Posts Tagged ‘Benchduino’
Far more than will admit, amateur electronic builders tend to have a prototype that looks more like a Rube Goldberg cartoon than something designed by Hewlett Packard (when they were building). Me, too. There’s just a lot of wires, connectors, rigged-up jigs, and so forth when you’re trying to get a circuit to work like it’s ‘sposed to. And, put a microcprocessor or small PC board into the mix, aye yai yai!
There are breadboards, even sophisticated ones, that help with this. And, there are design boards to facilitate with some PIC development as well as ones that help with Arduino or Raspberry Pi projects. That’s good. But I’ve seen nothing like a workbench platform for most all of these with hardware and software hooks to keep Rube Goldberg in Collier’s Magazine. Until now.
George Zafiropoulos KJ6VU of the Ham Radio Workbench Podcast team has put together what he calls the Benchduino. George has an Internet group on the project at Groups.io here. You can follow the beta development there by joining. But you can get more meat on the bones by listening to a recent episode of the HRW podcast on the Benchduino. If you build using microprocessors, you will not be disappointed.
This product will be BIG for builders. You can download the interim documentation file here. Here’s what it looks like, taken from the website page. There are multiple add-on boards to connect to Arduino Mega, Raspberry Pi Zero, PIC – 40 pin 18F series processor, Adafruit Feather, Xbee data radio socket (built-in). George has pre-loaded shopping carts for necessary parts at Digi-Key for various boards. To channel the comedian Martin Short: I must say, I must say!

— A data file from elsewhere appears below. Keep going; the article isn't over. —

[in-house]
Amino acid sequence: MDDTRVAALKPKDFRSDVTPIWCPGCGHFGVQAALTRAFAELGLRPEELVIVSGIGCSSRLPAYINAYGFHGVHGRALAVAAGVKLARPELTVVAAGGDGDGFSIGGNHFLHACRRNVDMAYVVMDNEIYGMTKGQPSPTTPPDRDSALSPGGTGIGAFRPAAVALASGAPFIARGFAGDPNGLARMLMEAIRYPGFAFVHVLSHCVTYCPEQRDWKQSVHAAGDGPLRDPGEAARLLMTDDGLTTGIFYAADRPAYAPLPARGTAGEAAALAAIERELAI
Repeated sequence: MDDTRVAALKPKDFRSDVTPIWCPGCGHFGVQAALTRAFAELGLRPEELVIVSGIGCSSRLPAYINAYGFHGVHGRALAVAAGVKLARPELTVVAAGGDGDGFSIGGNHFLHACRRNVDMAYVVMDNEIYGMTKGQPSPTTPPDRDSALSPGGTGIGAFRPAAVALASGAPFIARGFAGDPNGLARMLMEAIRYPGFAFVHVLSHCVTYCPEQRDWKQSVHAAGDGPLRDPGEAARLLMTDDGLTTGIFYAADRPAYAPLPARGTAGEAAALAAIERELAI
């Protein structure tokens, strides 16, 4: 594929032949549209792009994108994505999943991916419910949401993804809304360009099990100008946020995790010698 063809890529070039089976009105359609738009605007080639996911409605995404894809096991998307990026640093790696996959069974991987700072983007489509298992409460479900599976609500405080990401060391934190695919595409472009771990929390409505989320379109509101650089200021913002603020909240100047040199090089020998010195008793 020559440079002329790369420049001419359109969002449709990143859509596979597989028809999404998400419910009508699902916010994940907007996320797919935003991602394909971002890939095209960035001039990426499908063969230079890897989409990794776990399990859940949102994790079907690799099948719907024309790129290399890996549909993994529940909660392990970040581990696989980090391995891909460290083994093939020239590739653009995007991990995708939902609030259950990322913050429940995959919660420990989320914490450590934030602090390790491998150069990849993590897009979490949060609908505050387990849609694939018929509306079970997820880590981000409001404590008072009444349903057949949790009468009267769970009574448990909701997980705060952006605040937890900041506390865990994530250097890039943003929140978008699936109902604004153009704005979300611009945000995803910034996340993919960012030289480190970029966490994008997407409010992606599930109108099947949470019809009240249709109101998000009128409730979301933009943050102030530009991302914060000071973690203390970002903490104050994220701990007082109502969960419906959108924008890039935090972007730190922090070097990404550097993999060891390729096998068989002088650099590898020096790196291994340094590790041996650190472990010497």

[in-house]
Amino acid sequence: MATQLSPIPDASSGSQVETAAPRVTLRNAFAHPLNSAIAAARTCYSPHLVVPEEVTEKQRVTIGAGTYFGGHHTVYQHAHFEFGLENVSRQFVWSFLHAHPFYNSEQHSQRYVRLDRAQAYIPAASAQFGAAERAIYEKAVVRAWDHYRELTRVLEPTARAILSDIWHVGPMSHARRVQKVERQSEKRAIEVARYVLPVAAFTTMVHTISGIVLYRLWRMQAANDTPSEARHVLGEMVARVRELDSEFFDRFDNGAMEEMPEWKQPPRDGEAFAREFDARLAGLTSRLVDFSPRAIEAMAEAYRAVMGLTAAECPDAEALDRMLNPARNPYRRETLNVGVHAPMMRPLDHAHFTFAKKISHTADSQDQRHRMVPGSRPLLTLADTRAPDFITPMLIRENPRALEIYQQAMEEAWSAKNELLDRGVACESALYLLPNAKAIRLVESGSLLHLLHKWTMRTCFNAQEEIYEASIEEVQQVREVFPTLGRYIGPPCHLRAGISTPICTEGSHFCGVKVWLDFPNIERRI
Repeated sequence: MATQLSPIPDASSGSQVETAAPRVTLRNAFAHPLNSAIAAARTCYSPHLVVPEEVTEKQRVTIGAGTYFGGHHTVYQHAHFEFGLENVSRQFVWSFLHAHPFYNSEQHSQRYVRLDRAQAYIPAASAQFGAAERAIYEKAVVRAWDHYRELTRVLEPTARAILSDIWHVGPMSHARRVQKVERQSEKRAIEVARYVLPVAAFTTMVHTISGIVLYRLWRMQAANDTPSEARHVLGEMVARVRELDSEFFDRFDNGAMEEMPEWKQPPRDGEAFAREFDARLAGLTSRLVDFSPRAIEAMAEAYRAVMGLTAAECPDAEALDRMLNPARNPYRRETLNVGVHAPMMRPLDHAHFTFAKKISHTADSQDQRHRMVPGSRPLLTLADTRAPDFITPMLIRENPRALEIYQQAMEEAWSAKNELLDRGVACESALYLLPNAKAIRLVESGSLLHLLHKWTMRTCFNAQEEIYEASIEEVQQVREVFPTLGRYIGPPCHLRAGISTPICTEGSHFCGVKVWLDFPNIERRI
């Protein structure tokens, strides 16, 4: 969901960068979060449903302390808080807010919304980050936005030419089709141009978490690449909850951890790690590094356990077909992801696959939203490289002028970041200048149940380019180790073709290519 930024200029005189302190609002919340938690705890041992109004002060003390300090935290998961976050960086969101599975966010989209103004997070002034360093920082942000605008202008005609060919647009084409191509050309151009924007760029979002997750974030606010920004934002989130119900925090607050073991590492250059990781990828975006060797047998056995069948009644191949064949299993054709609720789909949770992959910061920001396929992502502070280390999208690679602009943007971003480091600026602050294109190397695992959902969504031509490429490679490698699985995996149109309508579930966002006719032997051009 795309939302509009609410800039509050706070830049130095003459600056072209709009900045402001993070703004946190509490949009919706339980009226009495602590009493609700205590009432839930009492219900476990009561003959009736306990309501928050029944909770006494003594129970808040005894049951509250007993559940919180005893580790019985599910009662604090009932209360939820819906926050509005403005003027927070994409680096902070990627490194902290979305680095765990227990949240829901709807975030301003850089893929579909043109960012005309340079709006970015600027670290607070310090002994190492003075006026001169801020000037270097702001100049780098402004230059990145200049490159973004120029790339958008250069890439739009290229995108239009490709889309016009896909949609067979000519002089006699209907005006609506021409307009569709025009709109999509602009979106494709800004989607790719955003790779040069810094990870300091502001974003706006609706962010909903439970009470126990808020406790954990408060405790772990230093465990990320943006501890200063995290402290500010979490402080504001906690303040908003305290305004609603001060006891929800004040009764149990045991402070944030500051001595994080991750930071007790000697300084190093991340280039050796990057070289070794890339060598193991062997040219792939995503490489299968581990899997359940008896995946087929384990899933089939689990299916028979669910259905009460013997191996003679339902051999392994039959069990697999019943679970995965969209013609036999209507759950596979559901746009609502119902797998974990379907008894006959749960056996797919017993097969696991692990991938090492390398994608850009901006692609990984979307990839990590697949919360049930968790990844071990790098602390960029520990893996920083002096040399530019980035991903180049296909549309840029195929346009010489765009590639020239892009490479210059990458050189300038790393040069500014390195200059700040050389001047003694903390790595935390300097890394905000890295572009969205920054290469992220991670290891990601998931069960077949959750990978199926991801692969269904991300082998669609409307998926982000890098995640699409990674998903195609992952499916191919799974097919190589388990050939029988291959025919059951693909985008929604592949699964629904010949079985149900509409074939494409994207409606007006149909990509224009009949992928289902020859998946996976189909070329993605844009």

Taken from the HRW website page:
The BenchDuino is a development platform for building projects based on the Arduino, Raspberry Pi and PIC microcontrollers. The platform defines a common foot print for processor and expansion boards to make it easy to expand the functionality of the system. The BenchDuino motherboard includes many commonly used peripherals which can be connected to the CPU pins with jumper wires or plug in shunts. The BenchDuino is an open platform and we encourage the development of plug-in CPU and expansion boards.https://www.hamradioworkbench.com/benchduino.html
Now, this is quite dramatic for prototype development using various microprocessor boards. But the pièce de résistance, IMHO, comes via the header on the top edge of the Benchduino as shown in the photograph above. Need several pieces of test equipment, including a logic analyzer, to check out whether your code makes the light blink (or whatever)? Use the Analog Discovery 2 USB-based test workbench directly connected to the Benchduino! I love mine, including the latest add-on Impedance Measurement Board (~$20). The HRW Podcast has a $100 off discount code for the AD2 product through their website which takes you to Digilent.
So, in brief, your project doesn’t have to be a Rube Goldberg cartoon that you’d just not like your builder buddies to see before it’s completed. Your project may not get Bob’s Your Uncle status upon first execution, but it will likely be Bob’s Cousin with the Benchduino and the Analog Discovery 2. The latter has multi-platform free software for the hardware which makes it a Swiss Army Knife of test equipment.
I’m buying my Benchduino boards from the Ham Radio Workbench booth at Hamvention this year. George is giving a Forum talk / demo on the Benchduino too. (Digilent will also be at Xenia with the HRW discount. Get the Impedance Analyzer Board while you’re at it.) Let George know you’re coming via Twitter: @kj6vu